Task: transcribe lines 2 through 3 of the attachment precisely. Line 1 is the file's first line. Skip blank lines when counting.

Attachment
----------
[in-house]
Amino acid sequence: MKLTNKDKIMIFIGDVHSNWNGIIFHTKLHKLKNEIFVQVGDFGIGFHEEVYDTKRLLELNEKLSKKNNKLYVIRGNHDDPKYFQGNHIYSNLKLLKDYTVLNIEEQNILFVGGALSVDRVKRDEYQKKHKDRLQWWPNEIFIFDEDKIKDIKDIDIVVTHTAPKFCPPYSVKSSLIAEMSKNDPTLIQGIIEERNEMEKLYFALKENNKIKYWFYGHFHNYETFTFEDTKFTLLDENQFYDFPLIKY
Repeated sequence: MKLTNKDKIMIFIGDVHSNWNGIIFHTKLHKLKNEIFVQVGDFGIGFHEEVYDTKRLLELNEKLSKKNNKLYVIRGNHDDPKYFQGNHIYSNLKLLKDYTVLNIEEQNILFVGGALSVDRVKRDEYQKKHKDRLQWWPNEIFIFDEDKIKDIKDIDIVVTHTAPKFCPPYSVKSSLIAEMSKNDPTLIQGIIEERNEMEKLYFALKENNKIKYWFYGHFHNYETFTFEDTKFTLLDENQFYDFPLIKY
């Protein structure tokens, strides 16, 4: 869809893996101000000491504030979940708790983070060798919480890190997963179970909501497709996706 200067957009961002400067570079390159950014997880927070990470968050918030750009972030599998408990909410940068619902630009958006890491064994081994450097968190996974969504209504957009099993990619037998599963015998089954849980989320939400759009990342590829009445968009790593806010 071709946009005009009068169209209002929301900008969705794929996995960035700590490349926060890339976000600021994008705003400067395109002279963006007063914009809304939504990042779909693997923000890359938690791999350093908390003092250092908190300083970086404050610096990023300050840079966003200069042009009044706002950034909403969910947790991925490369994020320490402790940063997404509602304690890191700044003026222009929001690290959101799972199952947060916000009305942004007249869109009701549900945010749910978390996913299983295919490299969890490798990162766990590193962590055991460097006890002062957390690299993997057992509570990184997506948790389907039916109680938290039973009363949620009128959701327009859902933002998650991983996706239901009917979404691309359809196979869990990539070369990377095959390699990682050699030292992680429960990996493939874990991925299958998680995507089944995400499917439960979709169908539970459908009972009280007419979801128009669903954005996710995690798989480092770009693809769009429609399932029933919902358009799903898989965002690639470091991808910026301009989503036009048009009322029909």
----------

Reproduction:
Amino acid sequence: MKLTNKDKIMIFIGDVHSNWNGIIFHTKLHKLKNEIFVQVGDFGIGFHEEVYDTKRLLELNEKLSKKNNKLYVIRGNHDDPKYFQGNHIYSNLKLLKDYTVLNIEEQNILFVGGALSVDRVKRDEYQKKHKDRLQWWPNEIFIFDEDKIKDIKDIDIVVTHTAPKFCPPYSVKSSLIAEMSKNDPTLIQGIIEERNEMEKLYFALKENNKIKYWFYGHFHNYETFTFEDTKFTLLDENQFYDFPLIKY
Repeated sequence: MKLTNKDKIMIFIGDVHSNWNGIIFHTKLHKLKNEIFVQVGDFGIGFHEEVYDTKRLLELNEKLSKKNNKLYVIRGNHDDPKYFQGNHIYSNLKLLKDYTVLNIEEQNILFVGGALSVDRVKRDEYQKKHKDRLQWWPNEIFIFDEDKIKDIKDIDIVVTHTAPKFCPPYSVKSSLIAEMSKNDPTLIQGIIEERNEMEKLYFALKENNKIKYWFYGHFHNYETFTFEDTKFTLLDENQFYDFPLIKY